Have you heard of browser-based push notifications?
Setting up browser push notifications on your blog helps you stay top of mind with people who are interested in your content, but aren’t ready to give you their email address.
In this article, you’ll discover how to add Chrome and Firefox push notifications to your blog.
#1: Find Out Which Browsers Your Audience Uses
Browser push notifications let visitors subscribe to your blog without typing any characters. It literally takes just two clicks to subscribe. Once they do, they’ll start receiving notifications as soon as you publish new posts.
Push notifications work with Firefox and Chrome browsers, so you’ll want to look at your analytics to see which browsers your audience uses. This will help you determine the potential of getting new subscribers.
In Google Analytics, select Audience from the left menu, and click Browser & OS under the Technology section.
In the example below, around 83% of visitors use Chrome and Firefox. That’s a pretty good percentage.
Now you’re ready to start the setup process.
#2: Install PushCrew on Your Blog
In this article, we show you how to use PushCrew to set up push notifications for your blog. However, there are many other tools that provide solutions to set up push notifications, such as Roost, Realtime, OneSignal, and Pushwoosh.
To get started, first register for a free account with PushCrew.
Next, you’ll need to add PushCrew to your blog. To do this, you can copy and paste the code, or install a plugin if you have a WordPress blog.
To copy and paste the code, open the Summary menu in your PushCrew dashboard and copy the code. Then you (or your IT person) need to paste it between the head tags of your blog.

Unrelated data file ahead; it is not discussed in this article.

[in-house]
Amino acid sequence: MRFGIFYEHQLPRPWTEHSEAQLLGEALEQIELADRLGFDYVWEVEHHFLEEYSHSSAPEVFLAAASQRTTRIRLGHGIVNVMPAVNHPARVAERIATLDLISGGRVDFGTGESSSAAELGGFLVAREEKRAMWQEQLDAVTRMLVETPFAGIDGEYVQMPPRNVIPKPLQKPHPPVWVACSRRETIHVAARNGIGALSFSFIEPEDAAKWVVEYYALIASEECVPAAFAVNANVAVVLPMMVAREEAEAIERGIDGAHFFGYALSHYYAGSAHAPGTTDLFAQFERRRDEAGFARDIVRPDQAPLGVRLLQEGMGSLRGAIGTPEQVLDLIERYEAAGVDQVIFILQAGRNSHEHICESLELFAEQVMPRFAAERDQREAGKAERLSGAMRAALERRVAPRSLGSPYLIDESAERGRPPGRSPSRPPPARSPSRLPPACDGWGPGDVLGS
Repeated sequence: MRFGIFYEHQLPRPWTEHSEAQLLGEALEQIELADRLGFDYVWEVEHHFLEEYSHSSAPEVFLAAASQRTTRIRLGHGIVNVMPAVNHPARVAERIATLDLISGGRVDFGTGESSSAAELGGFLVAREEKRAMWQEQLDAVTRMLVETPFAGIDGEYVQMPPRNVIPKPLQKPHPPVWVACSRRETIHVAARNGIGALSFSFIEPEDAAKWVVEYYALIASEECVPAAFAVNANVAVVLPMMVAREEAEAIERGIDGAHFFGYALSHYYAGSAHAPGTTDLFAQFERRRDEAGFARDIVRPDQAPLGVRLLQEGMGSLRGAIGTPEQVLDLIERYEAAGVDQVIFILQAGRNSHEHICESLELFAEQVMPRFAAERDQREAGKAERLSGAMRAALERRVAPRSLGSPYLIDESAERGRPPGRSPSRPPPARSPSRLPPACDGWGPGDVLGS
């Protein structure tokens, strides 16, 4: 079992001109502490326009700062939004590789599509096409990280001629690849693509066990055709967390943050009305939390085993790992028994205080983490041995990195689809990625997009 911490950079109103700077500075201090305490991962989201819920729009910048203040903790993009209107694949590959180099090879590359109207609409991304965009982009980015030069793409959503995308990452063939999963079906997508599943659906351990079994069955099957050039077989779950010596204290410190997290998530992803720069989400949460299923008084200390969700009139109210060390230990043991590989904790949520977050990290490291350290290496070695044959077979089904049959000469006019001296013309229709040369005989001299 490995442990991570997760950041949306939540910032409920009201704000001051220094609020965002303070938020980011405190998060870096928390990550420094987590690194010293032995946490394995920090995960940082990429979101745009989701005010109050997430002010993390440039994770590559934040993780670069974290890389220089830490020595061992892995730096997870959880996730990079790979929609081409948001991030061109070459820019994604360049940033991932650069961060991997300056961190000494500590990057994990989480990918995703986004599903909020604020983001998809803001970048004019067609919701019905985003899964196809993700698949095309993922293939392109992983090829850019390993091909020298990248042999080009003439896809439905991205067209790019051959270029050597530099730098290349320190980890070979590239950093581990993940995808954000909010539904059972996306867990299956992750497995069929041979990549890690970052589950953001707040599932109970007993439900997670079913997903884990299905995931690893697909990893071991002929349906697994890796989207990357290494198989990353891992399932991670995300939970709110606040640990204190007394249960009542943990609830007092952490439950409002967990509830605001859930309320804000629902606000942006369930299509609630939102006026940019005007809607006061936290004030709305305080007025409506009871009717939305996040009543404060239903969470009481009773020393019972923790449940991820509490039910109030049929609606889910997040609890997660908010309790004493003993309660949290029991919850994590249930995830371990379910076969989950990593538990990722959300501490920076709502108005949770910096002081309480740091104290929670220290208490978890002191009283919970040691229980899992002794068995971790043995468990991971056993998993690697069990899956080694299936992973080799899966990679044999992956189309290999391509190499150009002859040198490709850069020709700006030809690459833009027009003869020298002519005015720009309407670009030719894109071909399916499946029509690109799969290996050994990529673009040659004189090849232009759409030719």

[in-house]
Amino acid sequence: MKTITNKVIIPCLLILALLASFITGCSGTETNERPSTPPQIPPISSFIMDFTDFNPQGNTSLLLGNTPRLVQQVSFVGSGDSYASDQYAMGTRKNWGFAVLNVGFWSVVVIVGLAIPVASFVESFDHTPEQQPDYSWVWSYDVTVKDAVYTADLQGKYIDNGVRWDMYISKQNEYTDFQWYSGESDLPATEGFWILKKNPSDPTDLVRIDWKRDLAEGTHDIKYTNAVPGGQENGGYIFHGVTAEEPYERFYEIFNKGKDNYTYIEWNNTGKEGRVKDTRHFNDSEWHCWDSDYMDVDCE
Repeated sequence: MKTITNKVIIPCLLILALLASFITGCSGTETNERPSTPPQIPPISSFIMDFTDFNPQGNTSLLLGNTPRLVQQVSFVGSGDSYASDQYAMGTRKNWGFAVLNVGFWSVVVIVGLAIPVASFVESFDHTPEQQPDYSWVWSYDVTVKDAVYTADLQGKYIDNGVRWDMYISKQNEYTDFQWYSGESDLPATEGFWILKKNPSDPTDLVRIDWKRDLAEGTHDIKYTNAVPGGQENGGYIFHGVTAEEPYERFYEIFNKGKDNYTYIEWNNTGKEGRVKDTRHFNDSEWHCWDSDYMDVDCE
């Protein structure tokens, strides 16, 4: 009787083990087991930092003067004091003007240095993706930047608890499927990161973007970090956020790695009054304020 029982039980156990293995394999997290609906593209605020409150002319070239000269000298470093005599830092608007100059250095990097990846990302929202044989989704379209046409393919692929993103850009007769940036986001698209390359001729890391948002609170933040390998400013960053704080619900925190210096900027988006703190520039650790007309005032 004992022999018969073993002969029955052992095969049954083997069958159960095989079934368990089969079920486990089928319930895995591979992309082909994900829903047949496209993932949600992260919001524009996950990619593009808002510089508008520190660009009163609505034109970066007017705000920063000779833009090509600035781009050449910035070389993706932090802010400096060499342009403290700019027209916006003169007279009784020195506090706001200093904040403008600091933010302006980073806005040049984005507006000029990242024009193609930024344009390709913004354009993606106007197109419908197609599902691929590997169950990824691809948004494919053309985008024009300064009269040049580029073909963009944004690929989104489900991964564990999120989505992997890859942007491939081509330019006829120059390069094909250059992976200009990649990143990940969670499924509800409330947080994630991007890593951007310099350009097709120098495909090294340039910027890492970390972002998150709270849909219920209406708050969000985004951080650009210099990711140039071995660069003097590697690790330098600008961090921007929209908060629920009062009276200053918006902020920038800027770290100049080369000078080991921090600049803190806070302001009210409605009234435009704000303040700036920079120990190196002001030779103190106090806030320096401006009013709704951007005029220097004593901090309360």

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If your blog runs on WordPress, you can install the PushCrew WordPress plugin. First, log into your site’s WordPress admin page, and select Add New from the Plugins menu.
Next, search for “PushCrew” in the search box.
Next, click Install Now and complete the steps to install and activate the plugin.
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#3: Customize Your Opt-in Box
This next step is very important: Customize the opt-in box so it’s clear what your visitors will get by allowing push notifications from your blog.
The default box looks like the image below. As you can see, it doesn’t explain what it means to accept push notifications, so visitors likely won’t allow them.
To customize your opt-in box, click the Configure Text, Logo and Colors in the Box link. You can modify the title, subtitle, button text, location, color, and opt-in text.
To make your opt-in box more tempting, use simple language and make it risk-free for your visitors to subscribe. Describe clearly what they’ll get by subscribing, as shown in this example.
If you need some inspiration for customizing your opt-in box, check out these call-to-action examples and find out why they work.
#4: Connect Your RSS Feed
There are two ways you can send out notifications automatically whenever you publish a new blog post: use a scheduling feature (paid) or connect an RSS feed (free). With RSS-based notifications, you can automatically send notifications to your subscribers 30 minutes after you publish a new post.
To add your RSS feed, click on RSS-to-push in the left menu and type in the URL of your RSS feed.
Once you’ve added your RSS feed, PushCrew will automatically schedule your latest blog post. If you want to cancel this feature, click Scheduled Notifications in your PushCrew dashboard.
The biggest reason to use web browser push notifications is for the increased click-through rates, which PushCrew reports could be as high as 12.55%. That beats the average 2% to 4% email click-through rate. Another benefit is that your readers will be notified no matter what they do in their browser, and they don’t have to visit a dedicated page to see your latest blog posts.
Push notifications are additions to, rather than competition for, email newsletters. Newsletters and push notifications both play different roles in the reader’s journey, but the intention is the same: keep your readers coming back and consuming more content.
Push notifications can be viewed as a transition between a simple visitor and a newsletter subscriber. Once your readers subscribe to push notifications, the next step is to convince them to download some of your free stuff and become email subscribers.
What do you think? Can you use these tips to turn on push notifications to get your blog readers coming back for more? Please let us know in the comments below!
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